"Although it is believed that quantum computation cannot be classically efficiently simulated in general, there exist certain restricted classes of quantum circuits for which classical simulation is indeed possible. The most prominent example are the Clifford circuits. Here, we consider another such class, the so-called matchgate circuits (MGCs) [1,2]. MGCs can be classically efficiently simulated and moreover, performed as a compressed quantum computation, i.e., the computation can be performed on an quantum computer using exponentially fewer qubits and only polynomial overhead in runtime [3]. We elaborate on and extend recent results [4] on classical simulability of MGCs. To this end, we discuss the notion of magic states in this context. [1] L. Valiant, SIAM J. Computing 31, 1229 (2002), B. Terhal and D. DiVincenzo, Phys. Rev. A 65, 032325 (2002) [2] R. Jozsa and A. Miyake, Proc. R. Soc. A 464, 3089 (2008) [3] R. Jozsa, B. Kraus, A. Miyake, J. Watrous, Proc. R. Soc. A 466, 809 (2010) [4] D. J. Brod, Phys. Rev. A 93, 062332 (2016)"
(TCPL 201)
16:15 - 17:00 Xin Wang: Quantifying the magic resources for quantum computation
In this work, we develop resource-theoretic approaches to study the non-stabilizer resources in fault-tolerant quantum computation. First, we introduce a family of magic measures to quantify the amount of magic in a quantum state, several of which can be efficiently computed via convex optimization. Second, we show that two classes of states with maximal mana, a previously established magic measure, cannot be interconverted asymptotically at a rate equal to one. This reveals the fundamental difference between the resource theory of magic states and other resource theories such as entanglement and coherence. Third, we establish efficiently computable benchmarks for the rate and efficiency of magic state distillation via our magic measures. Fourth, we introduce efficiently computable magic measures to quantify the magic of quantum channels, which can be applied to evaluate the magic generating capability and gate synthesis. Finally, we propose a classical algorithm for simulating noisy quantum circuits whose sample complexity is quantified by our channel measure. We further show by concrete examples that our algorithm can outperform previous approaches in simulating noisy quantum circuits.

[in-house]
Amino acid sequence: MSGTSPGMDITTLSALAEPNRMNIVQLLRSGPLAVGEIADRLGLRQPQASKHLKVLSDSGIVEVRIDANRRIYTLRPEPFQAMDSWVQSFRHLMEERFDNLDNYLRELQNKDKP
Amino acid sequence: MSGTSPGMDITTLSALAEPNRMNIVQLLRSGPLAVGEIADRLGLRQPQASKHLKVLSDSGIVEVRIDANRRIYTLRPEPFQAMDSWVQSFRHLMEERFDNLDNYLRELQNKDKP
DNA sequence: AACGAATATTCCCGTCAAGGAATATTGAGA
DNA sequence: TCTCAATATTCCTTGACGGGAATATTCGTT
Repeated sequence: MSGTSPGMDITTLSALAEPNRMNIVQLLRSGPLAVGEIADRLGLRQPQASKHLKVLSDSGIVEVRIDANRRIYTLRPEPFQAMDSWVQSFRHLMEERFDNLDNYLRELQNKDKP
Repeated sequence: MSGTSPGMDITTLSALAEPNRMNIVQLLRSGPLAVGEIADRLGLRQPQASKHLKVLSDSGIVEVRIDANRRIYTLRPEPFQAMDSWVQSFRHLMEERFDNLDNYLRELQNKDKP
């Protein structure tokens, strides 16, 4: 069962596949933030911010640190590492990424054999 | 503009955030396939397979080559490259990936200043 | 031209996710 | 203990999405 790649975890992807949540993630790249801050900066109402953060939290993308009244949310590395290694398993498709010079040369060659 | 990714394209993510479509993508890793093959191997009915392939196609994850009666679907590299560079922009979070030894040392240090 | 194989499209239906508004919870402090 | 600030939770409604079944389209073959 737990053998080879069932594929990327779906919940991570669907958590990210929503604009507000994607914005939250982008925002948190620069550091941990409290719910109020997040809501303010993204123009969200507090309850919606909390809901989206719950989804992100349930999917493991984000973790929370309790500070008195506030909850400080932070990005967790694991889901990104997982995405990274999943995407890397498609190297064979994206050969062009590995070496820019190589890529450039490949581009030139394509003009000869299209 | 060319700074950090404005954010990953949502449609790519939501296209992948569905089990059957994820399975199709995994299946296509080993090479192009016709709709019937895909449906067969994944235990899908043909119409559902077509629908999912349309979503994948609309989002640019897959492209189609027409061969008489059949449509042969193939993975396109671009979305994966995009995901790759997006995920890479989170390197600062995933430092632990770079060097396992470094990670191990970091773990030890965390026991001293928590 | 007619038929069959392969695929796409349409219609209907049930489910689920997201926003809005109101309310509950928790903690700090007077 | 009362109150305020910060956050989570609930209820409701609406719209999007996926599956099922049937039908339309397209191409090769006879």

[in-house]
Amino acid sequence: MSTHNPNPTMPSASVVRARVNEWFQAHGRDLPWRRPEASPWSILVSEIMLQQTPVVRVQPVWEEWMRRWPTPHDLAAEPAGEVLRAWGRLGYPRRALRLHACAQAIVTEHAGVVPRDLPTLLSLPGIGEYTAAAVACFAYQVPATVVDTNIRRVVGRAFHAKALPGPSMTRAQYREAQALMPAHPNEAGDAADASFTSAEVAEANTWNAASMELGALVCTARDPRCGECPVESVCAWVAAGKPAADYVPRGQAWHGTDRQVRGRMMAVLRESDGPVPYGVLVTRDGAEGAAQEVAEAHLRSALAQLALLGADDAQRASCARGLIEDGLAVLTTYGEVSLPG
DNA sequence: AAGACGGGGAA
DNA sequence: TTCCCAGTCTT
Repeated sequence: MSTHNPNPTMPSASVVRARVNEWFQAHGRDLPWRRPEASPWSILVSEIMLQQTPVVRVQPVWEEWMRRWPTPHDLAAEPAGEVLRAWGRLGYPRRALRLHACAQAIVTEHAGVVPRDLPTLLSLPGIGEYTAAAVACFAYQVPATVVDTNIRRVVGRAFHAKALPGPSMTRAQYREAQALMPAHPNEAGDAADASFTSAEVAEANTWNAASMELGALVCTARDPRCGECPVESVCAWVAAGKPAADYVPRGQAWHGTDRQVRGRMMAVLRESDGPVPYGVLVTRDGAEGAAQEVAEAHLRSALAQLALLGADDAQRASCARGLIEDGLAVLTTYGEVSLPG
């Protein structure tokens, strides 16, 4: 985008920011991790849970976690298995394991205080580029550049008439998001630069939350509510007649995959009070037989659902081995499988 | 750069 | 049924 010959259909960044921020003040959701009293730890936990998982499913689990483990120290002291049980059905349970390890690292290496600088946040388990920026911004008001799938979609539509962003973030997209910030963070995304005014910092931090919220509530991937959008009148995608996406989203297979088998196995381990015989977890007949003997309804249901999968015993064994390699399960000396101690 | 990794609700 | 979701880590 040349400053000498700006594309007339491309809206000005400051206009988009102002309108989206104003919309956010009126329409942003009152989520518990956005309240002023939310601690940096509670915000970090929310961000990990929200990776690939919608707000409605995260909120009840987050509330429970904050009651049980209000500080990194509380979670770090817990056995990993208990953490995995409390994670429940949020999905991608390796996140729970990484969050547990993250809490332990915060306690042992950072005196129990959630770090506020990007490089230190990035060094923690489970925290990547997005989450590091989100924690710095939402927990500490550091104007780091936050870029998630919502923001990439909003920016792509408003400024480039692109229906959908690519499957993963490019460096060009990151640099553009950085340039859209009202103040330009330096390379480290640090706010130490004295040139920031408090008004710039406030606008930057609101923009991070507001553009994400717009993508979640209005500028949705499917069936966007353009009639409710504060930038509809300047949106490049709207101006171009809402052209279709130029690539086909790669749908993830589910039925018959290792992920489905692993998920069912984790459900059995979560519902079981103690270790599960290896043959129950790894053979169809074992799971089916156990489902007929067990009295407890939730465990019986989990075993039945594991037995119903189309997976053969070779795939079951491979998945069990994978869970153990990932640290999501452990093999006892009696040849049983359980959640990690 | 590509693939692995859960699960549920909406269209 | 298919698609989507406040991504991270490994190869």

(TCPL 201)
17:00 - 17:30 Posters 2min Presentations (TCPL 201)
17:30 - 19:30 Dinner
A buffet dinner is served daily between 5:30pm and 7:30pm in the Vistas Dining Room, the top floor of the Sally Borden Building.
(Vistas Dining Room)
Tuesday, July 23
07:00 - 09:00 Breakfast (Vistas Dining Room)
09:00 - 09:45 Andreas Winter: Resource theories of quantum channels and the universal role of resource erasure